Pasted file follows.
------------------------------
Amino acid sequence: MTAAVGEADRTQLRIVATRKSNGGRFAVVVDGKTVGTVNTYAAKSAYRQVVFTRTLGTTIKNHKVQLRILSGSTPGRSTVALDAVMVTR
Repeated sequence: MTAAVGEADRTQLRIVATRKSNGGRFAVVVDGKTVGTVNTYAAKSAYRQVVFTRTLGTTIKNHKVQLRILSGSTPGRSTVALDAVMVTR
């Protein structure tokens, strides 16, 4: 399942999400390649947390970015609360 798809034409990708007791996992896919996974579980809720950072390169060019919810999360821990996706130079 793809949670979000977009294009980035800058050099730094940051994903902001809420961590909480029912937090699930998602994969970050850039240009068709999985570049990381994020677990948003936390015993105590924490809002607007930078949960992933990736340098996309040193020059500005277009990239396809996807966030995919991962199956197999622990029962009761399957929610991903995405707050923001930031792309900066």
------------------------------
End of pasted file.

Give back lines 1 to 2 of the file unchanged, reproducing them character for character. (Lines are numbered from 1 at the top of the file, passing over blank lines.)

Amino acid sequence: MTAAVGEADRTQLRIVATRKSNGGRFAVVVDGKTVGTVNTYAAKSAYRQVVFTRTLGTTIKNHKVQLRILSGSTPGRSTVALDAVMVTR
Repeated sequence: MTAAVGEADRTQLRIVATRKSNGGRFAVVVDGKTVGTVNTYAAKSAYRQVVFTRTLGTTIKNHKVQLRILSGSTPGRSTVALDAVMVTR